The Governors Ethanol Coalition (GEC) believes “that the nations dependence on oil is a major risk to our energy, economic, and environmental security. National security is linked to energy through the dependence of this country and many others on imported oil ” much of it located in politically troubled parts of the globe. As such, the potential for large-scale failures in the global production and distribution system presents a real threat. The combination of political tensions in major oil-producing nations along with oil demand growth from China and India has set in motion the pattern of energy price volatility witnessed in recent years ” creating periodic drags on the economy, increasing the trade deficit, and setting the stage for far more serious consequences.”
“The safest and cheapest way to mitigate these risks is to set and achieve a goal of providing at least 5 percent of the nations transportation fuel from ethanol by 2010, and to produce at least 8 billion gallons of ethanol a year by 2012. As soon as practical thereafter, the nation should produce at least 10 percent of it’s transportation fuel from ethanol and biodiesel, including at least 1 billion gallons a year from biomass-derived ethanol.”
According to U.S. Department of Commerce data, as cited by Bloomberg, the January 2006 trade deficit was $68.5 billion, of which $24.6 billion (or 36%) was due to imported oil. Annualized, the U.S. now spends about $800 million per day on imported oil.
Corporate Average Fuel Economy (C A F E ) was enacted in the 70s, after the oil crisis. The purpose of CAFE is to
reduce energy consumption by increasing the fuel economy of cars and light trucks. All you have to do is look at the sprawl of suburbia to know this has not worked. If you increase the miles per gallon of gas one can drive all they do is drive further. If you want the United States to get off the dependence of foreign oil the easiest way to do that is to find another energy source. The current energy source available is ethanol.According to Larry Pearce, Spokesperson for Governor Dave Heineman of Nebraska, “The Governor is working with the Nations Petroleum Refiners and Marketers to remove any contract restrictions that would prevent franchises from selling E85.”
Governor Rod R. Blagojevich (Bla go a vich) of Illinois has gone further. Blagojevich has filed a complaint with the Federal Trade Commission (FTC) alleging restraint of trade.
In a letter to the FTC, Blagojevich wrote,
“I am requesting the Federal Trade Commission (FTC) investigate potentially illegal policies by major petroleum companies that discourage the sale of biofuels made from ethanol or biodiesel. These companies own, operate or attach their retail brand to gas stations in Illinois. At a time when consumers are paying more at the gas pump, there are unacceptable delays in making more cost-competitive, environmentally friendly transportation fuels available throughout Illinois and across the country.
Specifically, I am asking the FTC to investigate the unacceptable delays in the growth of the number of gas stations that are selling E-85. My administration has made the exponential expansion of the number of E-85 stations in Illinois a priority, and has been providing the funding to help make that happen. Since the autumn of 2004, the number of E-85 retail sales locations has increased from 14 to almost 100.
Although this growth is encouraging, it is not nearly sufficient, and a detailed examination of this accomplishment indicates that: 1) with the exception of only one single station, gas stations branded by the major oil companies have not made E-85 available, and 2) due to the concentration of the major oil company brands in the Chicago area,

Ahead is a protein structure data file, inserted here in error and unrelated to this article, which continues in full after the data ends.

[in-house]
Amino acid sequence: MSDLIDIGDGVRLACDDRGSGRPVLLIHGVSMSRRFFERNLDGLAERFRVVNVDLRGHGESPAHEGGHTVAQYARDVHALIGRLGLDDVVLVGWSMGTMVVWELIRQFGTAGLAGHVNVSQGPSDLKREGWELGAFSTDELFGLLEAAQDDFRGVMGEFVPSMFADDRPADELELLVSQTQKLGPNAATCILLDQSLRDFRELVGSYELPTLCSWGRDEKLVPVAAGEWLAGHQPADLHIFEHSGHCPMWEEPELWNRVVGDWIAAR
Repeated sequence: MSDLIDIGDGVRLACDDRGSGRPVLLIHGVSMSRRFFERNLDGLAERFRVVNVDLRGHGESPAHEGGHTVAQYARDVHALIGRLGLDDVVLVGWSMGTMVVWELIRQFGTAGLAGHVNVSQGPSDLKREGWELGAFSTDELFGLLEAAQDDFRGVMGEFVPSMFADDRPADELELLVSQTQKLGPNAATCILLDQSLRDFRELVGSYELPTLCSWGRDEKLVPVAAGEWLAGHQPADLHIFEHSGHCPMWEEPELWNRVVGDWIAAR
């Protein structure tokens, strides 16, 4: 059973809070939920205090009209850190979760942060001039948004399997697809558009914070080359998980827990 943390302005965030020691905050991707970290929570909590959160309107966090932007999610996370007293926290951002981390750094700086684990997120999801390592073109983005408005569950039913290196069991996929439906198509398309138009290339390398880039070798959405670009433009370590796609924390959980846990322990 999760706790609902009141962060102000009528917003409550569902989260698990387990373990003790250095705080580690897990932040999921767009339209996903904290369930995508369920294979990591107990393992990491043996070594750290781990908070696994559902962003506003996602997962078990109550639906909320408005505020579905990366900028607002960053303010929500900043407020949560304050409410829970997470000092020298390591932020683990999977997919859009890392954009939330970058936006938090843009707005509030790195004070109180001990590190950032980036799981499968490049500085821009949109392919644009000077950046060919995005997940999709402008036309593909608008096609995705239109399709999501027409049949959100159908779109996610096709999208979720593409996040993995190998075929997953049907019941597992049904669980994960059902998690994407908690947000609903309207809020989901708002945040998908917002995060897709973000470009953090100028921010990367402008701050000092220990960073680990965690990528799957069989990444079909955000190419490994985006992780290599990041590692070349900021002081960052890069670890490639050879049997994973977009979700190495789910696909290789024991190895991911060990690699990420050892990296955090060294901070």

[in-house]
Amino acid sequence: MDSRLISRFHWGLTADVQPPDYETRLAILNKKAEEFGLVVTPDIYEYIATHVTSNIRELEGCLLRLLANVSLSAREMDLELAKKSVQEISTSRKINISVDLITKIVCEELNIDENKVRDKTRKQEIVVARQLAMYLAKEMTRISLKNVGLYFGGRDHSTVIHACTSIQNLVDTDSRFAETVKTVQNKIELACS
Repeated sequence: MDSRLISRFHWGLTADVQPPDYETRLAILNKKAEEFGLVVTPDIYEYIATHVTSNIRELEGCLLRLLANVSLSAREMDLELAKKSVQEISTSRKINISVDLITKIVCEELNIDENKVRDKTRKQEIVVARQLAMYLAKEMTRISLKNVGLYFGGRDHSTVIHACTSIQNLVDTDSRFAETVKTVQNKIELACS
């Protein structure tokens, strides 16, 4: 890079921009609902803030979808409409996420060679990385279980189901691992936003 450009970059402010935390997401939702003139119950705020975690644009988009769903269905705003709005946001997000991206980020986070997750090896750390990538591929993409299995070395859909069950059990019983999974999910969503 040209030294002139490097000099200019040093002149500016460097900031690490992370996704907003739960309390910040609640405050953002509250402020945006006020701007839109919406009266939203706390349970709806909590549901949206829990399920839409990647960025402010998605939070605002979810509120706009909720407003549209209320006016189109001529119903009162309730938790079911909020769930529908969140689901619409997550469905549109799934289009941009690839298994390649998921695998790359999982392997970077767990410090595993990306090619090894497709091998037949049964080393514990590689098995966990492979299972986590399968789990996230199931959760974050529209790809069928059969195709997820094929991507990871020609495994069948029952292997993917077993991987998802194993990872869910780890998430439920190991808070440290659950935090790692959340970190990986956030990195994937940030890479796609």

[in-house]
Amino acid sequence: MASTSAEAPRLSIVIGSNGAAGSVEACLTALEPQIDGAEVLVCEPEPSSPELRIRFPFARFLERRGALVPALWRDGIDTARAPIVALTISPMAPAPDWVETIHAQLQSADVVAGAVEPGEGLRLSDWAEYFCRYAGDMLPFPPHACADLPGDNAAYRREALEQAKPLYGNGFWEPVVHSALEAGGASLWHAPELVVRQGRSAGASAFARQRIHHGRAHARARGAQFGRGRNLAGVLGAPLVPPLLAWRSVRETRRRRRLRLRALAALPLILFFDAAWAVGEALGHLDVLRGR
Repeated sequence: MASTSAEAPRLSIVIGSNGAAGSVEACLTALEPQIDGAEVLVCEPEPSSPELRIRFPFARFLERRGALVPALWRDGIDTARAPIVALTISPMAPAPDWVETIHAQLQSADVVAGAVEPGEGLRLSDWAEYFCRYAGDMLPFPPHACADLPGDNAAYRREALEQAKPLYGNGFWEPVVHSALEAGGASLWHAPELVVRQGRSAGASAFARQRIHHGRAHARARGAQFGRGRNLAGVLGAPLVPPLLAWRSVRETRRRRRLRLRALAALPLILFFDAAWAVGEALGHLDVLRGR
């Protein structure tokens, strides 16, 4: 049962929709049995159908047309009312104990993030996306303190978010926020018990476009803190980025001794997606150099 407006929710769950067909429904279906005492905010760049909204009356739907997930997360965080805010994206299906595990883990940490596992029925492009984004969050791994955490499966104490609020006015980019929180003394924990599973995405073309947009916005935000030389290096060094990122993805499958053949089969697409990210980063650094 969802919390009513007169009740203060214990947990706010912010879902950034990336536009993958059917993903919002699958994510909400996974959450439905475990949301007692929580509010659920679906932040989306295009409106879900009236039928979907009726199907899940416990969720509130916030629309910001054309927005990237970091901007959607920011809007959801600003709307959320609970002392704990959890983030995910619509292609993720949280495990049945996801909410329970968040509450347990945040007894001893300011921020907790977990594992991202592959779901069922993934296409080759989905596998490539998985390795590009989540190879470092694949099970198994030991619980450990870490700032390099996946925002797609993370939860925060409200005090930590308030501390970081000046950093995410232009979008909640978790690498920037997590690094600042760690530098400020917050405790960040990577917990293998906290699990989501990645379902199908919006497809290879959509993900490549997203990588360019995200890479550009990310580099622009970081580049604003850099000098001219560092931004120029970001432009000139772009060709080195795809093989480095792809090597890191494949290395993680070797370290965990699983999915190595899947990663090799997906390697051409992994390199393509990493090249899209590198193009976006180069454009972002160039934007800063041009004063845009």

the growth in the number of outlets offering E-85 in the Chicago area has been much less rapid than in the rest of the state.I support the efforts of United States Senators Barack Obama and Charles Grassley, who have asked the U.S. Government Accountability Office to perform an in-depth analysis of biofuels sales infrastructure across the country. Based on information available to my administration, we believe that corporate policies are actively limiting the rate of expansion of biofuels infrastructure in Illinois, and that an immediate investigation by the FTC is warranted. We stand ready to make available our information at the earliest possible opportunity.”
According to Phil Lampert, National Ethanol Vehicle Coalition, There are almost 170,000 fueling stations in the United States; 651 of them have E85 fueling pumps. Oil companies have policies in place that prohibit retailers from putting E85 fueling pumps in their stations. There is also the problem that last year there was supposed to be a tax credit of 30 percent or $30,000 for installation of alternative fuel infrastructure. We had projected 2,000 pumps because of this, now we have downgraded our projection to 1,200.”
Todd Sneller, Administrator of the Nebraska Ethanol Board said that the IRS did draft the rules and guidance in November, but ” the draft was not the intent of Congress. The intent of Congress was $30,000 per installation and the draft read $30,000 total. The IRS is redrafting the rules and guidance and should be done shortly, but then there is a 30-60 day comment period.”
This means that we will be lucky if we get 1,200 E85 fuel pumps in 2006. Unless the Congress/IRS is going to allow the oil companies to have a back credit of $30,000 (169,349 X $30,000=$5,080,470) for each fueling pump there is no incentive for the oil companies to install them.
Annualized, the U.S. now spends about $800 million per day on imported oil. If all oil were E85 $680 million per day would be spent on ethanol produced in America and the money would stay in America. A credit of over $5 billion for installation versus ultimately keeping 680 million a day.
Follow the money